The Airthings Wave Mini is an indoor air quality monitor, that is able to keep track of the air around you in your indoor environments such as a home or office. This air quality monitoring device is able to effectively measure TVOCs (Total Volatile Organic Compounds), temperature, and humidity. This device offers a quick snapshot of your current air quality, through the use of a smartphone app that will present detailed results showing each pollutant in the air and the concentrations of this pollutant. These results will show concentrations over time, allowing you to keep an eye on the activity (rises and falls) of the pollutants in the environment to help identify the sources of these elevated levels in your indoor air.
How to Remove Volatile Organic Compounds in Indoor Air
When it comes to cleaning your indoor air, the Environmental Protection Agency (EPA) recommends doing so through the use of air cleaners and air filters in the home. This agency states that one of the most effective ways to improve indoor air quality and to reduce or remove sources of pollutants is through the ventilation of the air using portable air purifiers and HVAC filters installed into the environment. Portable air cleaners are stand-alone air units that are operated to clean the air, filtering out contaminants from the air – these include air purifiers.
VOC Air Purifier
Certain air purifiers utilize specific technologies that they use as the main component to their air filtration process. The most commonly used technologies used today by air purifiers are carbon, ozone, and ionizers, each of which work in their own unique way to filter the air of certain airborne contaminants. When it comes to the removal of VOCs, however, the patented EnviroKlenz technology has a proven solution that is specifically designed to attack and neutralize a broad spectrum of chemical compounds including VOCs from the air, both safely and effectively.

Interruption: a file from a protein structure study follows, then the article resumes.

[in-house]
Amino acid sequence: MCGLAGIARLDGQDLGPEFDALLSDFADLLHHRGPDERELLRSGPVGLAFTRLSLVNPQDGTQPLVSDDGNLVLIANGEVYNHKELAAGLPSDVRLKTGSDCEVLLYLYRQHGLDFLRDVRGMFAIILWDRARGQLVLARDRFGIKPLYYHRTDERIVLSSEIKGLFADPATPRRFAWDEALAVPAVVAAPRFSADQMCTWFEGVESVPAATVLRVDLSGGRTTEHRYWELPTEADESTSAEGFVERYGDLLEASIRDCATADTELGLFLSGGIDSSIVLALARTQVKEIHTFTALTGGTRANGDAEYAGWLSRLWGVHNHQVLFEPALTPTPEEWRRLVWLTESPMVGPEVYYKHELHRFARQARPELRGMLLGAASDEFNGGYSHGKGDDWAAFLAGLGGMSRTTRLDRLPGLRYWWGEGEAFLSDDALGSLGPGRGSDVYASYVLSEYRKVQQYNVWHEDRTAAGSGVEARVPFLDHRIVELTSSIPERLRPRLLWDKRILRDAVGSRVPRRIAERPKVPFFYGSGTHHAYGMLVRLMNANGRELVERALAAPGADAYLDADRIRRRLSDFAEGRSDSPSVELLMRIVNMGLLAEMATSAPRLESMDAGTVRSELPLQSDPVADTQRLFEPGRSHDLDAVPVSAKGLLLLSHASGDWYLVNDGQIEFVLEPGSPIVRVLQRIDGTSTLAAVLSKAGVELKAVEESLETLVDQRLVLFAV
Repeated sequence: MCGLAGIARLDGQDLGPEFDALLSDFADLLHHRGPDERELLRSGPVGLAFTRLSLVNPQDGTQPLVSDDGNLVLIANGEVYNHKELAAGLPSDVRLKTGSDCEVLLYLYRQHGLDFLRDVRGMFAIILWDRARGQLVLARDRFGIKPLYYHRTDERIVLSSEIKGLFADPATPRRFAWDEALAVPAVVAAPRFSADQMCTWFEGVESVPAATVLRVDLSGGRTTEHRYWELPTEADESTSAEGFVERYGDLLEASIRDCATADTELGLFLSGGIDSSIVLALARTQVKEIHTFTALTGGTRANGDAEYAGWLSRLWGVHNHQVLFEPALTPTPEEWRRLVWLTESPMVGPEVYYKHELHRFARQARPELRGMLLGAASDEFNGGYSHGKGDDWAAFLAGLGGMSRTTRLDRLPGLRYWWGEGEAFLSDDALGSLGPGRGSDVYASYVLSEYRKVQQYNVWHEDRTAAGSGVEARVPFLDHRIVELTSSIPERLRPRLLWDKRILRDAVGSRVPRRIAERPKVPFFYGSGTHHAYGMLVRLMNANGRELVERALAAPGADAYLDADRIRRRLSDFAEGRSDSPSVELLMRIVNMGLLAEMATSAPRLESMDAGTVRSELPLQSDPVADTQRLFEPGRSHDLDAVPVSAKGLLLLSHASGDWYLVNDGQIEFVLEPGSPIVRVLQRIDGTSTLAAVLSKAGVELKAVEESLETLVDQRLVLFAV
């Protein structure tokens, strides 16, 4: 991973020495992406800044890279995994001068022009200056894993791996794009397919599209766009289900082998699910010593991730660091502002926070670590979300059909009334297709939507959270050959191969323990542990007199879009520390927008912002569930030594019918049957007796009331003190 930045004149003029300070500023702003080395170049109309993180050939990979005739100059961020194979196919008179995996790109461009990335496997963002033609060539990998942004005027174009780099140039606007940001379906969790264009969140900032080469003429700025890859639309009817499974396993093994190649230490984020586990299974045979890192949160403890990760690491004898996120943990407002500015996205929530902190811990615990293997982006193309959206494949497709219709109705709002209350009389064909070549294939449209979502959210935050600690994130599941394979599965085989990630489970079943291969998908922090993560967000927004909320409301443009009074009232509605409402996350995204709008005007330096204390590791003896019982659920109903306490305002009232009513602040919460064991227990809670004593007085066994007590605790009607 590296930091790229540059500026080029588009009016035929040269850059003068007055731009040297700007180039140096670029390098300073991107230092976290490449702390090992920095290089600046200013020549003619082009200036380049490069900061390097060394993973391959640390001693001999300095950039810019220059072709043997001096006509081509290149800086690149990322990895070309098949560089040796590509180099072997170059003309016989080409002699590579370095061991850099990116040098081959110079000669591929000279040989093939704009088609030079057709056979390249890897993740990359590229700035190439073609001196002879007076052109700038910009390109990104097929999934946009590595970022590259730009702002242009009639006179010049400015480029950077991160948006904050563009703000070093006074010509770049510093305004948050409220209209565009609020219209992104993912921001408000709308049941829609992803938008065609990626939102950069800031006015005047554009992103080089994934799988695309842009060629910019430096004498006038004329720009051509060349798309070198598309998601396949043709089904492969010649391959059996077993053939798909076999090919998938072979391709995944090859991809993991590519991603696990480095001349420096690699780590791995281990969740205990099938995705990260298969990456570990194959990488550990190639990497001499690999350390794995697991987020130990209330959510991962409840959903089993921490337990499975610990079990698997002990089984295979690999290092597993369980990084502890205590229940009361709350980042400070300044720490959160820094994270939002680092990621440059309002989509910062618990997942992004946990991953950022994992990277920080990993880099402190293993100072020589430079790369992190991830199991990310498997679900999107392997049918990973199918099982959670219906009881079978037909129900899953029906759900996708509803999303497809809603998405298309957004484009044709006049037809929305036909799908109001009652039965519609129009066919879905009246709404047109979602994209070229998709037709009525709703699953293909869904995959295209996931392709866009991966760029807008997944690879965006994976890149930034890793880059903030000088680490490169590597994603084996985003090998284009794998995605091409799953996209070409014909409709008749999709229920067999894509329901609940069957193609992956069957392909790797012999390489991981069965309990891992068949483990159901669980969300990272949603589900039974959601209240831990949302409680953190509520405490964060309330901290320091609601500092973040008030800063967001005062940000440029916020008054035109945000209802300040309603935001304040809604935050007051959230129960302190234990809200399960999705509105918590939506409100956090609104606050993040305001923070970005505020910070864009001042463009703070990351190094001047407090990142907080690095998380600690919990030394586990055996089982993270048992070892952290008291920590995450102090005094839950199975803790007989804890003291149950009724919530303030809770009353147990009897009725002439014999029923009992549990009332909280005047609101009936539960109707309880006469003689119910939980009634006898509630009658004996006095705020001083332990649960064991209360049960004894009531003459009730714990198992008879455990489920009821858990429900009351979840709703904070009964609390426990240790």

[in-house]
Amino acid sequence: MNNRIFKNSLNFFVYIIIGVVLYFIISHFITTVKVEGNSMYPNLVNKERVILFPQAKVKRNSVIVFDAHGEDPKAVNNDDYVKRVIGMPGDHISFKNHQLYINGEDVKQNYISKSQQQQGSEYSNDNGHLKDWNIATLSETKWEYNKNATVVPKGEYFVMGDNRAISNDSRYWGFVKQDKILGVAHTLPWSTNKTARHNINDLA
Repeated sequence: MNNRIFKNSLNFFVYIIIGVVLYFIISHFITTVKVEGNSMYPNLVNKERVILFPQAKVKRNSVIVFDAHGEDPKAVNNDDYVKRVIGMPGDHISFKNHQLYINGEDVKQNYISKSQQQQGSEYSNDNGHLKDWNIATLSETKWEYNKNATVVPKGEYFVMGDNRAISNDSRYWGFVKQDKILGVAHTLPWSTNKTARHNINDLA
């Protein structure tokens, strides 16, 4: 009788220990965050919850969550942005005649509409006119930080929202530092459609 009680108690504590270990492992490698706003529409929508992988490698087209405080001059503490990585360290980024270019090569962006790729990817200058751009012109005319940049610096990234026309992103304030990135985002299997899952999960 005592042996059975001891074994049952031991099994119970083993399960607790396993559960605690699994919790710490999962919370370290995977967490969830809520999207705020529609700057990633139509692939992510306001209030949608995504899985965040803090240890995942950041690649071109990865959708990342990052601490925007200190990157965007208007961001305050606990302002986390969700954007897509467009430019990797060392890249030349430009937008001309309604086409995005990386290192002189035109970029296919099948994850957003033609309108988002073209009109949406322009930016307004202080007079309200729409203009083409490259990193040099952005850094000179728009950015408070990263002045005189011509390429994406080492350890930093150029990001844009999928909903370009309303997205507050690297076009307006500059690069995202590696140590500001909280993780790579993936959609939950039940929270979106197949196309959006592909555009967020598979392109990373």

The EnviroKlenz Air Purifier is a revolutionary air purification device and voc air purifier that utilizes a proprietary earth mineral blend technology that is embedded into the first stage filtration in the air purification system, the EnviroKlenz Air Cartridge. The EnviroKlenz technology works through “adsorptive neutralization” where a wide variety of airborne compounds including noxious odors, chemical compound odors, and chemical compounds (VOCs) will be adsorbed, neutralized, and eliminated while also removing airborne particles such as dust and miscellaneous debris. The EnviroKlenz technology has been tested and proven effective against a broad spectrum of hazardous chemicals and VOC’s such as the following;
Additionally, the second-stage filtration within the EnviroKlenz Air Purifier is a hospital-grade HEPA filter that is capable of capturing and removing particulate matter larger than 0.3 microns in size at a 99.99 percent efficiency. This will include small allergens such as dust, dander, mold spores, bacteria, and viruses.
If you would like more information, please see our EnviroKlenz page.
- United States Environmental Protection Agency (EPA): Volatile Organic Compounds’ Impact on Indoor Air Quality (link)
- United States Environmental Protection Agency (EPA): Introduction to Indoor Air Quality: Indoor Air Pollution and Health (link)
- State of Minnesota Department of Health: Volatile Organic Compounds in Your Home (link)
- United States Environmental Protection Agency (EPA): Air Cleaners and Air Filters in the Home (link)